by Leigh Harken
It’s not like I killed anyone. And while learning that a loved one had been dug up nine days after burial and had a strip of skin cut off from head to foot was probably upsetting to the family of Roger Theodore Sterling 1938-1999 it didn’t cause any harm. The police never found who did it. It made the front page of the town weekly, big news in our little town, and even had a little article in the Hometown section of the city newspaper. Police said the incident was gang related.
Matt rolls over in his sleep. We’ve been married almost five years. He insisted we get married right out of high school, he was so in love with me. It was the gossip of the high school and the town. The most popular boy falls for the least popular girl. The girl who had been following him like a shadow since middle school. The girl he had pushed out of a bus seat so he could sit with his girlfriend in eighth grade. The girl he’d scorned for twelve and a half years—kindergarten to senior year—and then one day he woke up madly in love with her. It was like a movie.
After we got married we moved to the city. Matt decided he didn’t want to go to college, though he could have had a full baseball scholarship, because he wanted to get a job right away and take care of me. He got a job selling cellular phones. I stay home. He doesn’t like the idea of me working. I sit at home and watch soaps. I volunteer with the historical society. He’s been passed over for manager twice.
In our town he’d always been the Big Shot. The pitcher of the winning baseball team. We won because of him and the whole town knew it. He was even scouted by a bunch of colleges and a couple of minor leagues. He was the most loved son. The one everyone wanted to be around. So full of potential. And for the first few years it was still like that. It was like being married to the crown prince of Westchester, Illinois. But now Leif Harris, who graduated in our class, has already got his MBA and a good job at a Fortune 500 company. My mother talks about him all the time. And Matt, “Well,” she says, “He never went on to do anything. Except have the good sense to marry you,” and she kisses me on my forehead.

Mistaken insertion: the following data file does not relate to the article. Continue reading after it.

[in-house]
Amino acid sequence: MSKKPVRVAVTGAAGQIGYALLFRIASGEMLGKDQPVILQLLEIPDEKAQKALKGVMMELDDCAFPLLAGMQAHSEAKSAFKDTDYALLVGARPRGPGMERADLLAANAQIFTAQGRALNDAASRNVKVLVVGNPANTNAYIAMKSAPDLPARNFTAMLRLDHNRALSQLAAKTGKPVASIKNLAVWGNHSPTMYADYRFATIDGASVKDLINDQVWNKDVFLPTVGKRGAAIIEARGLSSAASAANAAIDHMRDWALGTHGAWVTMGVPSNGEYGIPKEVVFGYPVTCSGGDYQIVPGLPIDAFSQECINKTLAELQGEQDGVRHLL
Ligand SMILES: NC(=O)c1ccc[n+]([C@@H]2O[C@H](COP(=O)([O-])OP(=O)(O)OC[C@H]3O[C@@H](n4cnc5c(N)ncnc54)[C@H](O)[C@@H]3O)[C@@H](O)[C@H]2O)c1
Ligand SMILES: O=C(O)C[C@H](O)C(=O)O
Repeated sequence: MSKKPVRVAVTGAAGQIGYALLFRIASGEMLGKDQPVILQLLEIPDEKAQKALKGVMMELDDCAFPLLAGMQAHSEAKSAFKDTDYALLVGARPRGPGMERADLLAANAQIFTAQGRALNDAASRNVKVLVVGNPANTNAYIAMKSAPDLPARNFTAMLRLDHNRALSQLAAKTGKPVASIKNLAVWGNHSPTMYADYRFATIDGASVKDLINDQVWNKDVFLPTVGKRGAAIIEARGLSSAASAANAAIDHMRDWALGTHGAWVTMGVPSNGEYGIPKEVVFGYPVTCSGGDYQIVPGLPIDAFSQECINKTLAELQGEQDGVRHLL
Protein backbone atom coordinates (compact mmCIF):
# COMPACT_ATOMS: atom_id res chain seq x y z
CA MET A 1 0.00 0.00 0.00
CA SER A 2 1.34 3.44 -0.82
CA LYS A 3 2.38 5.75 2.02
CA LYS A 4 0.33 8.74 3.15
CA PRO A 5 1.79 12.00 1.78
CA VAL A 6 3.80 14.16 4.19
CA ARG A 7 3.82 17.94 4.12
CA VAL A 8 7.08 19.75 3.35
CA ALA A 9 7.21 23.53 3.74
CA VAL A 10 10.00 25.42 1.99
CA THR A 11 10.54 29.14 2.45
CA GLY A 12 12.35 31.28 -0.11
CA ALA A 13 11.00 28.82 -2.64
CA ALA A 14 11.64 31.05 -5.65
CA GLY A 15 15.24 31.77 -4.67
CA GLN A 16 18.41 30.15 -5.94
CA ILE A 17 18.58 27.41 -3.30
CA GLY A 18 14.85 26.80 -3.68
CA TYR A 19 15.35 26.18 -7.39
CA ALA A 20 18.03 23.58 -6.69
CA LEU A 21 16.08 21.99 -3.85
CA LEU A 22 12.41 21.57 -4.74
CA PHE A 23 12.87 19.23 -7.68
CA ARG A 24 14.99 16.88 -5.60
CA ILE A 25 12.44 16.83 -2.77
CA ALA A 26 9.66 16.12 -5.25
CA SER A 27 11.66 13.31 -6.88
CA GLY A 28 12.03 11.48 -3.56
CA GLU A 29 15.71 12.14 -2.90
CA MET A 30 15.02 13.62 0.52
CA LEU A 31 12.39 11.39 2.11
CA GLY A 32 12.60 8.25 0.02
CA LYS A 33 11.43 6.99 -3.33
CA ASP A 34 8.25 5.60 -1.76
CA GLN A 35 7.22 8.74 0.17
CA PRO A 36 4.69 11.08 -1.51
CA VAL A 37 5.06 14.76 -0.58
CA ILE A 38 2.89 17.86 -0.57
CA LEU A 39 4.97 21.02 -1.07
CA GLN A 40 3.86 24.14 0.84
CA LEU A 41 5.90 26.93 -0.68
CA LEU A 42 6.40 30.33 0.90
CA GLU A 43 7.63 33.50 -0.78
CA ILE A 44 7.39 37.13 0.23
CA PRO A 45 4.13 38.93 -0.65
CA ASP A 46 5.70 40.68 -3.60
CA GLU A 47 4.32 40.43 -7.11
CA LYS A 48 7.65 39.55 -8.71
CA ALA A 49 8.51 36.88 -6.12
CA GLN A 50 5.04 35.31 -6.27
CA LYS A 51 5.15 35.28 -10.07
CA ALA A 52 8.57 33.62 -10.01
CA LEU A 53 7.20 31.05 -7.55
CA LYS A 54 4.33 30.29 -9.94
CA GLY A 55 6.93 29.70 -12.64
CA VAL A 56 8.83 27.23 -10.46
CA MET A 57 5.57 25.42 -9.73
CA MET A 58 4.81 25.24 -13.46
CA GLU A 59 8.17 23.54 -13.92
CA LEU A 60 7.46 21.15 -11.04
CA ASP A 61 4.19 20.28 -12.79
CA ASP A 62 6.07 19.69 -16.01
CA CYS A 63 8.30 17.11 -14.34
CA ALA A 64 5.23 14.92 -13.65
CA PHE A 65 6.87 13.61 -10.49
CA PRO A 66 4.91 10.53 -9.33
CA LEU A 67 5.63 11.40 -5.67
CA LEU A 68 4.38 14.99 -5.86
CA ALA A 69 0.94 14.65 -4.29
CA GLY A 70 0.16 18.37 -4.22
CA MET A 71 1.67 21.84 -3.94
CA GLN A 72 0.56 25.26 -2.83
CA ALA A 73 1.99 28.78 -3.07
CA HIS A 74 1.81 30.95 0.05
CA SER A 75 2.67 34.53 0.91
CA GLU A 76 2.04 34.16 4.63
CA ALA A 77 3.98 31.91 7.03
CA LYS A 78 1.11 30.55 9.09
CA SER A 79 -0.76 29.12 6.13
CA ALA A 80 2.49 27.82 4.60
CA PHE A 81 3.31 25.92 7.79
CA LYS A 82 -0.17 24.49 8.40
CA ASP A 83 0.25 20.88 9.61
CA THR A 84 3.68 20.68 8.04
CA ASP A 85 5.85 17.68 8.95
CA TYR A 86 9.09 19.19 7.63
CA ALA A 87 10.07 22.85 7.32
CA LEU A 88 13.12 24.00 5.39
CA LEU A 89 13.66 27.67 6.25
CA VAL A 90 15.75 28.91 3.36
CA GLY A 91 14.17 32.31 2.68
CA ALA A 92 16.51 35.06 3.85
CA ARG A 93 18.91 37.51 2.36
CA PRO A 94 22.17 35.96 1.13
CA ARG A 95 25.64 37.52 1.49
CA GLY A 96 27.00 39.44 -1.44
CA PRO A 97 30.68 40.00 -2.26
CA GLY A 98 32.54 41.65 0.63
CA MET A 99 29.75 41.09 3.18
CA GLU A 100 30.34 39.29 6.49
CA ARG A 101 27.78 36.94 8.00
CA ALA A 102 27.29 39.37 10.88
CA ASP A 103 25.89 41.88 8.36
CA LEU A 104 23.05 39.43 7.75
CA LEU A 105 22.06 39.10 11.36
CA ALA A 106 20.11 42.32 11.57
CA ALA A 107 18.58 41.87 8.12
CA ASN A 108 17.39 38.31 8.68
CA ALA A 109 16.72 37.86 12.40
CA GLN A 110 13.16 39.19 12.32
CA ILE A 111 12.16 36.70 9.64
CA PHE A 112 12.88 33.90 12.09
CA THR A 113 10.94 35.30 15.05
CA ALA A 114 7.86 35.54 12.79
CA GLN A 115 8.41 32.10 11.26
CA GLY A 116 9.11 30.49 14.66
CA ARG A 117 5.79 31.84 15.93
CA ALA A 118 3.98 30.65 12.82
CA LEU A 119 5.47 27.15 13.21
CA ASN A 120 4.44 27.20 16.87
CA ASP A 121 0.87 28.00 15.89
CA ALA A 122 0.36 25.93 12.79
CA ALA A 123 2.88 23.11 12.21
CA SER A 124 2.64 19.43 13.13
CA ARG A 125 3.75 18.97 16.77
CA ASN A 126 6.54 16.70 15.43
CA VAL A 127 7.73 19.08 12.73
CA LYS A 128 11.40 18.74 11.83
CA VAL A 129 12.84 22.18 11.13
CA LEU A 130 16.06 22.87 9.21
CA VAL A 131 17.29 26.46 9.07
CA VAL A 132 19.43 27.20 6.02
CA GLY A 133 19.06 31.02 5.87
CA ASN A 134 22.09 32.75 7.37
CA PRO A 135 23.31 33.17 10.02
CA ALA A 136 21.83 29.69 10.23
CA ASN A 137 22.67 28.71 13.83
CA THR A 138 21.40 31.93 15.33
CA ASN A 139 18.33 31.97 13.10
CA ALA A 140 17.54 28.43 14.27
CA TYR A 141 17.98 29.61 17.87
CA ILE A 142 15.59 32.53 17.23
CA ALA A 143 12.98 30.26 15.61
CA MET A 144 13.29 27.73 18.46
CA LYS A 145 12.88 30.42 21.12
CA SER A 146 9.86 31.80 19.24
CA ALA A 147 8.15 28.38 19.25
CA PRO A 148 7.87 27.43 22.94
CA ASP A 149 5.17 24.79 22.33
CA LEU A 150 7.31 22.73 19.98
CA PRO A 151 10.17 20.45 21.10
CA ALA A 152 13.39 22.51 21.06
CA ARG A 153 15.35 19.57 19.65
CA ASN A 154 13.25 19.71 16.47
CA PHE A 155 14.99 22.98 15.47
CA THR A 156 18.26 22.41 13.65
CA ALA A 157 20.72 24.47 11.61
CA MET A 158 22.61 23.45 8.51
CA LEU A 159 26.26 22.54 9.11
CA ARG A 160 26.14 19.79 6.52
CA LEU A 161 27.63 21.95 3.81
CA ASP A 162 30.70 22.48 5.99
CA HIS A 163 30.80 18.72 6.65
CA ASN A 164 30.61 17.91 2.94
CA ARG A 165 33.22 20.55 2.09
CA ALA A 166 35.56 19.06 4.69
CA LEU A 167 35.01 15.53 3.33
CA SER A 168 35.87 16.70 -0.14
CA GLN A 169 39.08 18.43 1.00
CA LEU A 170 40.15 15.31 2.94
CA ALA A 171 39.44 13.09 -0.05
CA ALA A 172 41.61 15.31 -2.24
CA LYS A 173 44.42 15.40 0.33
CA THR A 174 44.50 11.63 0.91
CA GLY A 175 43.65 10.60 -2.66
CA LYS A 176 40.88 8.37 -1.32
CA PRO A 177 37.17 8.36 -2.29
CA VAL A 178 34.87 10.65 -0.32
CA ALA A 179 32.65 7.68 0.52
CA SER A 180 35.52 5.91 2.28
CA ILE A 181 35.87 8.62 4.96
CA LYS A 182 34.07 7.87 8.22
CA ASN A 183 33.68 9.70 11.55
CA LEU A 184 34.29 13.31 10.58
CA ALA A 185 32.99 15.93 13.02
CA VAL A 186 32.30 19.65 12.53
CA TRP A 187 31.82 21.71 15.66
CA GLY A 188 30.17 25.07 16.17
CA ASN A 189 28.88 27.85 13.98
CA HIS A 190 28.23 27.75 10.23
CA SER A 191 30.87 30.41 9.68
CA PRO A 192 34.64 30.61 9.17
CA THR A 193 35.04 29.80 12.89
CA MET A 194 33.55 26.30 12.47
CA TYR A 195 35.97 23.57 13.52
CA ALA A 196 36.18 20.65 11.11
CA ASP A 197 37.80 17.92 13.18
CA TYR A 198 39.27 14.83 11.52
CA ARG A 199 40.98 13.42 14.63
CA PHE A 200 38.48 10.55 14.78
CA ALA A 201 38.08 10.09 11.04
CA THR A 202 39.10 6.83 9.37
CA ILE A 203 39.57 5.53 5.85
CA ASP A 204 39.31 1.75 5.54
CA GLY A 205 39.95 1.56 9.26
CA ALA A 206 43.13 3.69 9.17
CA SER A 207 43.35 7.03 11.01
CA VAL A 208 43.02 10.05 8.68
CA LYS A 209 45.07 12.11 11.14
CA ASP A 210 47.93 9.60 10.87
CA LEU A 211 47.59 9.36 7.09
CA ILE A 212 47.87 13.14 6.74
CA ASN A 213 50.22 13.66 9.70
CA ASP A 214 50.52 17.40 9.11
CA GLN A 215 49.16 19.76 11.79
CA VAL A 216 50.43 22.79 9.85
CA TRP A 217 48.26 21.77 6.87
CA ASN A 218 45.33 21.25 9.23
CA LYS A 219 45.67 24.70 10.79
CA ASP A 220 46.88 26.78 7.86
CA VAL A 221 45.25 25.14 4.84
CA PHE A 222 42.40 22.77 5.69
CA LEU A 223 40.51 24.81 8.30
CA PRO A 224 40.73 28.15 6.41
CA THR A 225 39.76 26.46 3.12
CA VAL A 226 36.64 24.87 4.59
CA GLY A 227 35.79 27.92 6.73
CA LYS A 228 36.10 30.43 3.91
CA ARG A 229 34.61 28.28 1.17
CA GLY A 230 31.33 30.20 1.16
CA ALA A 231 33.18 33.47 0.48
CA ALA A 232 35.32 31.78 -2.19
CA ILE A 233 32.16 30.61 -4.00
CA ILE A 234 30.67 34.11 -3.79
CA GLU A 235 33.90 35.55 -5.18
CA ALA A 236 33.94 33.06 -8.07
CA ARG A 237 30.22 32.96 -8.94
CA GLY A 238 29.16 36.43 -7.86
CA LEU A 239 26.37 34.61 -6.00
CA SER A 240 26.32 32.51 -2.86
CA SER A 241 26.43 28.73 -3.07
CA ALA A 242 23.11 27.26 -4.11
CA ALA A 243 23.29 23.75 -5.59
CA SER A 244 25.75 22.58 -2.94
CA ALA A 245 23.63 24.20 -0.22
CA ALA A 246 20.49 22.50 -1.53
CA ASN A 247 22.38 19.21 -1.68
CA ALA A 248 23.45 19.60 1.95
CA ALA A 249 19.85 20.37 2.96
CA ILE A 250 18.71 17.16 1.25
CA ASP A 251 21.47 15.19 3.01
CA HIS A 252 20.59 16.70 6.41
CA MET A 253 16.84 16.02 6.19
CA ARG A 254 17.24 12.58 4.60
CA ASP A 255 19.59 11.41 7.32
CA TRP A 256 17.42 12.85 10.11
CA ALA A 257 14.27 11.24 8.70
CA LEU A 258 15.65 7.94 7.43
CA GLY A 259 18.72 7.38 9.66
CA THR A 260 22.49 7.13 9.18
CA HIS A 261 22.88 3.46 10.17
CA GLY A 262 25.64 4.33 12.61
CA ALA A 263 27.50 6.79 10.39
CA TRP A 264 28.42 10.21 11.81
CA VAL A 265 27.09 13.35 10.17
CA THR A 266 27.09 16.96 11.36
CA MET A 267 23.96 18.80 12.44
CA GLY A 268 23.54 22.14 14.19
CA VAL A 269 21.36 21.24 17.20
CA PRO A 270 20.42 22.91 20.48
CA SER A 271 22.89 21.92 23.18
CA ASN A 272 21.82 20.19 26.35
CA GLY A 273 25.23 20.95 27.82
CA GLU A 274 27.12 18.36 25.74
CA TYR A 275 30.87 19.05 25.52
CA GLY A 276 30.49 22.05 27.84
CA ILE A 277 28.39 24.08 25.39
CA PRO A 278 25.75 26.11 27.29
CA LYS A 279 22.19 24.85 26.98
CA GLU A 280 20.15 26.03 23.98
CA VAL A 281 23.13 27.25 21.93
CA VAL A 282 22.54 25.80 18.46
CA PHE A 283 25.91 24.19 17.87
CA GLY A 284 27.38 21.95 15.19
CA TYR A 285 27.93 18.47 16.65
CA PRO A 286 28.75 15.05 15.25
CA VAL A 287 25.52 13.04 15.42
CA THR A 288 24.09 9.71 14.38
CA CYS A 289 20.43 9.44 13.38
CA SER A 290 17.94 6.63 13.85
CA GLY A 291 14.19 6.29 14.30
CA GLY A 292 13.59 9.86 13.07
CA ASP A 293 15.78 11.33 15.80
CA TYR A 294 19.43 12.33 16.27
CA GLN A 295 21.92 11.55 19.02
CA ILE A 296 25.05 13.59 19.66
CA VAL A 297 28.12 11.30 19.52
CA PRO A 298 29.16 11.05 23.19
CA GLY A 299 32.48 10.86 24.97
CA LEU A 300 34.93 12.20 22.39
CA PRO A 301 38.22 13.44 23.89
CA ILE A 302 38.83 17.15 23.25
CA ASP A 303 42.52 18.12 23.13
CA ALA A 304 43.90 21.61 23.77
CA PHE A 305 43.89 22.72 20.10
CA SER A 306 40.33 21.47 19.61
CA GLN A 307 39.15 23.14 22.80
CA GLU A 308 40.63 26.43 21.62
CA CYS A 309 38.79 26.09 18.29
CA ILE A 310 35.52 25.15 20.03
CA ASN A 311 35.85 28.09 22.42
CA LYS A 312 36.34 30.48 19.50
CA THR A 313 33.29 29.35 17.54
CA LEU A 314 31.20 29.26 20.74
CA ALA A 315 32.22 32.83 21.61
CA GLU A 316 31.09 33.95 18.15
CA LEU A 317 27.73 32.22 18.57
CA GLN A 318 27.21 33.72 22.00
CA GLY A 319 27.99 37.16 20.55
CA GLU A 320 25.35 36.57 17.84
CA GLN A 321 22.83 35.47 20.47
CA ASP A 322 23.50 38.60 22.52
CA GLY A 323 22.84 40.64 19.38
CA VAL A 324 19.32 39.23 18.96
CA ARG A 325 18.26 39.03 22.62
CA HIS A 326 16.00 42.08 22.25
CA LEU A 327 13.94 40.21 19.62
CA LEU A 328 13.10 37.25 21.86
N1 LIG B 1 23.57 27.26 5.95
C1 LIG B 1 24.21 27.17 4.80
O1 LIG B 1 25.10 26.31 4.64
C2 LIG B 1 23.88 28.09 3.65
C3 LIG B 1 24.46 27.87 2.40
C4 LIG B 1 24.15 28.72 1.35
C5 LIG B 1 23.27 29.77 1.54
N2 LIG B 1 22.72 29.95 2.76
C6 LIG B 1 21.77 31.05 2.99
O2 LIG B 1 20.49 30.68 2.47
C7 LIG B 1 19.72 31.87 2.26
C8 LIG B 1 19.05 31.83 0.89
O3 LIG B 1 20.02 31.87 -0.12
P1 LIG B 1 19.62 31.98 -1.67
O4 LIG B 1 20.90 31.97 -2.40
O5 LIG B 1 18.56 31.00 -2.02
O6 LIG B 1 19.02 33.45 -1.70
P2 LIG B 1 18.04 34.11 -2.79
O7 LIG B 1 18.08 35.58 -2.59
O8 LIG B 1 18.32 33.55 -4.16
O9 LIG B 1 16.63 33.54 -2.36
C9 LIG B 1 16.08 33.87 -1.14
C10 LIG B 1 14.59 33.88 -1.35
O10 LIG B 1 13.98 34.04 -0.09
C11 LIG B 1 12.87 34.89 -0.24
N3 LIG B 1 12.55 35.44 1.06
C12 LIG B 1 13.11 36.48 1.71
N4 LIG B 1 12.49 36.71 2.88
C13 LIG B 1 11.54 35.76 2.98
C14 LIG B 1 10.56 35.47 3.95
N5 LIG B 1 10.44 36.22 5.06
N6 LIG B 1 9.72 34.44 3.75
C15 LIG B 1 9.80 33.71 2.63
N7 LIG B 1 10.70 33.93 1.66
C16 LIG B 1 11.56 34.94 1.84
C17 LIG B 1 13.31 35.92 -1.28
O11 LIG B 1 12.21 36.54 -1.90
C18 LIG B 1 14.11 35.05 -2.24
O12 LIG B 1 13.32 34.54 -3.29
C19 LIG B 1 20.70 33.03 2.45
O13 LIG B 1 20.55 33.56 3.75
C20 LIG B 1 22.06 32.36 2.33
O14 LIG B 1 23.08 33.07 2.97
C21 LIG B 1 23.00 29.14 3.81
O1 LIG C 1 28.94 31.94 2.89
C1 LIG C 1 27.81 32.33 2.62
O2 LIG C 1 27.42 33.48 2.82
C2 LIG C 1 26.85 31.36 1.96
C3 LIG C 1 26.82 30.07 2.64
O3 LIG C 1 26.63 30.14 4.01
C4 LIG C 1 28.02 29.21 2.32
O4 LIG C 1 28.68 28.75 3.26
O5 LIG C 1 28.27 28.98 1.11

I’m leaving him. That is certain. This is not what I had bargained for when I dug up the corpse of Roger Theodore Sterling 1938-1999 and skinned off a strip of skin with my father’s black-handled hunting knife. This is not what I had intended when I picked the lock on Matt’s parents’ house and snuck into his room to tie the strip of skin around his leg.
I waited in his room all that night until the sky had lightened to cornflower blue and I knew the sun would be up soon and people would wake. I waited that whole night, sitting on the hardwood floor next to him as he slept, imagining if the spell worked. I would hear that breathing next to me at night. I looked at his baseball trophies and imagined him. How he would be a baseball star and love me and I would love him and we’d be a perfect couple. At dawn I untied the strip, which was now crusty, and snuck back out. I told my mother I was sick and slept all that day. At 3:30 Matt called. He wanted to know why I wasn’t in school that day, and that he’d just broken up with Amy so did I have a date to the prom?
I’m leaving him. There is only one question. The spell is only broken if he sees the strip of skin. I still have it. It is in a hidden drawer of my jewelry box. It has dried out and collected some dust. It doesn’t uncurl anymore. Sometimes I take it out and look at it while Matt is at work.
So do I show it to him, during the divorce or as I leave, and break the spell? Do I let him go on with his own life? Or do I keep it hidden forever?